Bringing luxury to the Chinese masses

Prestige and exclusivity are being redefined by China’s size and scale, with help from digital technology.

Mirror, mirror… Augmented reality games are all the rage at pop-up stores.
Mirror, mirror… Augmented reality games are all the rage at pop-up stores.

When Uniplan’s executive producer Shirley Shantel reminisces about her early days working for luxury brands in China, she can’t help but express a sense of disbelief. “For a lot of brands like Prada, we used to do special made-to-order products. You had to be invited to have the catalogue put in front of you [to order] X amount of different bags.”

Such a scenario isn’t exactly rare now either, but these days it is certainly less viable. Chinese consumers made up one-third of global luxury spending in 2016; hence the key for luxury brands is now reach rather than exclusivity. 

“We used to think the idea of being luxurious [means] ‘I don’t have to squeeze in with another 300 people’. It’s really not possible in China,” says Shantel. “There isn’t any event that allows a brand to capture 5% of the population within a city, much less the country. Digital allows us to have a much wider presence.”

For that, livestreaming provides an instant remedy and presumably amplified results. Jaguar’s car chase stunts at the Bird’s Nest Stadium for the launch of its F-Pace and E-Pace models last August registered more than 20 million online views across multiple platforms in addition to a live audience of 350. Such demands mean event agencies are changing their scope of work from the traditional tasks of setting up sites, to concentrate on curating the event for broadcast. “The broadcast audience got a much better deal because we used drones [and] GoPros attached to the cars,” she says.

Fast and furious… Jaguar’s car chase stunt at The Bird’s Nest earned 20 million online views.

As it is, Joe Wong, general manager of integrated marketing services for Greater China at George P. Johnson says launch events for luxury brands are increasingly becoming experiential events. Mercedes-Benz and Infiniti, for example, are known for carrying out their launches with Cirque
du Soleil performances. 

Yet there are also cases where less is more, says Andrea Barcaro, creative director at Uniplan. He points to the example of Polestar’s global media launch at the Yuz Museum on The Bund featuring minimalistic titanium-based designs. 

“Some brands don’t create too [many] additions on top of their message, just a very classy, high-quality space,” he says.

Digital experiences

When it comes to digital integration with luxury events, brands are under pressure to create a seamless O2O experience as Chinese youth are very digitally savvy, says Charmaine Lin, GM of client services, Reuter Communications. A seamless O2O experience facilitates ecommerce and incorporates digital gamification elements such as Chanel’s Coco Game Center digital arcades to keep event audiences engaged. “In Asia, gamification is still rising, even among more traditional brands,” she says.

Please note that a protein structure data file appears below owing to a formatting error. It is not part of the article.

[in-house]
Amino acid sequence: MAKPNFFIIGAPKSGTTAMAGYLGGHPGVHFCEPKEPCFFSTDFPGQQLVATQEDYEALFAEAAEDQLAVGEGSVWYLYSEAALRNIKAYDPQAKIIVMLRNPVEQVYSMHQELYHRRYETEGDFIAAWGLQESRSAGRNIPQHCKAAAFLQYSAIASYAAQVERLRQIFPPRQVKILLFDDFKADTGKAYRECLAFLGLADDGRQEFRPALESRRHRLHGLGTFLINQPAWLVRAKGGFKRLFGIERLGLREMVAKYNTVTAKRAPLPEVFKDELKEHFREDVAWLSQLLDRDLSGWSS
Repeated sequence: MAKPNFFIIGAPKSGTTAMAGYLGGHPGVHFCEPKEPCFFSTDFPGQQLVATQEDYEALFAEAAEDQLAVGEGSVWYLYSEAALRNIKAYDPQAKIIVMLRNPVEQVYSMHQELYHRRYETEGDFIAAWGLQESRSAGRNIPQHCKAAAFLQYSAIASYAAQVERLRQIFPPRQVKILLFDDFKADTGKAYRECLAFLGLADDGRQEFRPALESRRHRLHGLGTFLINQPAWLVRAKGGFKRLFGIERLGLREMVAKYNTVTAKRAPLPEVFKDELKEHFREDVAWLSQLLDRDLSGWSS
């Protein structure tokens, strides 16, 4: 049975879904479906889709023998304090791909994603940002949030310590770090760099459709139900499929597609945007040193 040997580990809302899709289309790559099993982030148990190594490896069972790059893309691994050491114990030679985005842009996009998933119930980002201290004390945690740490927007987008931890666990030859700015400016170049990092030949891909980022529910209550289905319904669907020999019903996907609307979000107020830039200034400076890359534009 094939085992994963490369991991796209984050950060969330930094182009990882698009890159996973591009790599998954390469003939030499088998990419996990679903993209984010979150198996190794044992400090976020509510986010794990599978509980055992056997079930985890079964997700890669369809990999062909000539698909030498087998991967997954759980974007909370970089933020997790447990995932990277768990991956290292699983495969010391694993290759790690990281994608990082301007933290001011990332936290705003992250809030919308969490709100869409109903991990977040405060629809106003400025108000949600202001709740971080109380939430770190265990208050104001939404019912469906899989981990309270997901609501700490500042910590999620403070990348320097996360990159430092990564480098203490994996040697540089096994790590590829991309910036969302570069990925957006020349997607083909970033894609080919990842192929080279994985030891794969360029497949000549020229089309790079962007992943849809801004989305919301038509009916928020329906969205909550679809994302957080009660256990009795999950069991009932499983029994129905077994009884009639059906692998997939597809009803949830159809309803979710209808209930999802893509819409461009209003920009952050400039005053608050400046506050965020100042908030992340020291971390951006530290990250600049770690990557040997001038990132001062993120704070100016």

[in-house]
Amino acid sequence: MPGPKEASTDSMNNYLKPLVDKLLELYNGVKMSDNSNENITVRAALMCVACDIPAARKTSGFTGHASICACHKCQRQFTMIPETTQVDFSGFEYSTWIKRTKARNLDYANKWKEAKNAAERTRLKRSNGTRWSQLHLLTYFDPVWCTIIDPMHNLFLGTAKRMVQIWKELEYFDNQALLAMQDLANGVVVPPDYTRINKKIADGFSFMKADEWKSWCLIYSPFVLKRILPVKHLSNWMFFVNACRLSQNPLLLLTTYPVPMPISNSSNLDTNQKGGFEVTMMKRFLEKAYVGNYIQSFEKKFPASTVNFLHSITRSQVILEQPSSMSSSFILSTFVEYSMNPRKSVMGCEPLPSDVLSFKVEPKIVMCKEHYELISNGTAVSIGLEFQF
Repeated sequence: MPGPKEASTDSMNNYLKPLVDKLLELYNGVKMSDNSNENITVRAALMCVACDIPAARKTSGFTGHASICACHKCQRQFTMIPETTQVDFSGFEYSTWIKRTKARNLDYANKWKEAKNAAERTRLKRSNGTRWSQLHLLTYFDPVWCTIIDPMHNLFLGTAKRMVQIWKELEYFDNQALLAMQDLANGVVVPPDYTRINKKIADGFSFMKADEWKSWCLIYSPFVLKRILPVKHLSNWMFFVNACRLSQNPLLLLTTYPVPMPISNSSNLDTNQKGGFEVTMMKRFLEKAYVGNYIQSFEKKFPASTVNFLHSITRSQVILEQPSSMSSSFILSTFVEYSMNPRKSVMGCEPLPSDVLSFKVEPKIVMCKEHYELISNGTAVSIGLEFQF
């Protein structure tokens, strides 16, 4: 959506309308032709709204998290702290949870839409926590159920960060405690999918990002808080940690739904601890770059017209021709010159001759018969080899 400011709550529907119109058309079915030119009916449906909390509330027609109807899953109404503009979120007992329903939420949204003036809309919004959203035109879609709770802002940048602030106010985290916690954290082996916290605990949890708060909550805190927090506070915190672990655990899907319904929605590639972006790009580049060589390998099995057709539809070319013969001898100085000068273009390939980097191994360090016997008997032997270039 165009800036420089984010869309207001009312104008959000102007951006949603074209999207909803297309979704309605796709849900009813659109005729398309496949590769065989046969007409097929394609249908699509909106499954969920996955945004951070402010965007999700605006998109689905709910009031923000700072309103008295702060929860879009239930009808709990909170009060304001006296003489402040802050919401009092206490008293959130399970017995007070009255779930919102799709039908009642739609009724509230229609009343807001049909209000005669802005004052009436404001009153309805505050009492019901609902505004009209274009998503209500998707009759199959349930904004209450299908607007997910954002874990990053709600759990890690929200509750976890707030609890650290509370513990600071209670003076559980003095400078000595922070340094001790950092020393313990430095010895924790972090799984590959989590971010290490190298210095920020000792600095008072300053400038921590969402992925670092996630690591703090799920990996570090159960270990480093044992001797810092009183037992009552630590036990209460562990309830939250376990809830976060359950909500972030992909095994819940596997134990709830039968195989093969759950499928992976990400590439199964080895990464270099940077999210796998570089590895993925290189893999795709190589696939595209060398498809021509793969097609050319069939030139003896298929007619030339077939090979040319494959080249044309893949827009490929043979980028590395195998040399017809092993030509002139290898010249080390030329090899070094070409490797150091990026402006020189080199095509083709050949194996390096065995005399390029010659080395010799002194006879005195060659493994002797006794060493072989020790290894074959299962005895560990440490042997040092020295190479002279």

All this means that what constitutes luxury is changing in the digital and social media age. “It has become much more important that we create Instagrammable spaces, areas for audiences to post and crop, or to project content on a wall to allow people to take selfies to communicate brand messages and information about the event,” says Uniplan’s Barcaro.

Going high culture

Luxury Makers by Auditoire undertook such a brief to produce video mapping on fabrics for Dior’s Toile de Jouy collection during the reopening of its flagship store
in Shanghai in late 2017. 

Antoine Gouin, managing director of Auditoire says the desire for luxury goods falls back on aspiration for high culture. In other words, Chinese luxury clients are keen to learn about the heritage of the brands. “Especially in a country like China where people are craving cultural experiences, cultural discoveries. China is a content-savvy country, they don’t really care how it looks, they like stories more than anything else,” he says. “Luxury brands have to tell the right stories, to engage
them into your cultural consciousness.” 

Meanwhile, current trends show that pop-up stores have been the modus operandi of many brands, Gouin believes that location, naturally, is key for luxury brands to attract a well-heeled audience. 

However, even the best location will not matter if the overall setup of the pop-up store lacks imagination. “If you are just there to present a store without any storytelling, it’s going to be just another store. You need a creative concept and
also a crossover concept,” says Gouin. 

For example, Korean eyewear brand Gentle Monster ran a gallery of avant garde art at its pop-up store in Shanghai recently. Gouin says it was a fresh retail concept that attracted the young and trendy.

Fantasy land… A pop-up store that lacks imagination will just be like any other store.

Localised luxury

Another emerging trend among sophisticated mainland clients is their gravitation toward local designers and growing pride in local labels. While few of these could afford splashy events, they make up for it through unique experiences.

Local brands such as by FANG deliver a different kind of experience to clients such as access to its couture workshops. “It’s an unmarked villa at the back of a lane”, Gouin explains. “Once you get there, you enter the world of fashion and design set in a very privileged environment.” 

Such an approach of course, ultimately, means that the exclusivity of luxury is coming full circle, where those privileged enough to be in the know can acquire special access. Digital developments won’t be able to change that overnight.


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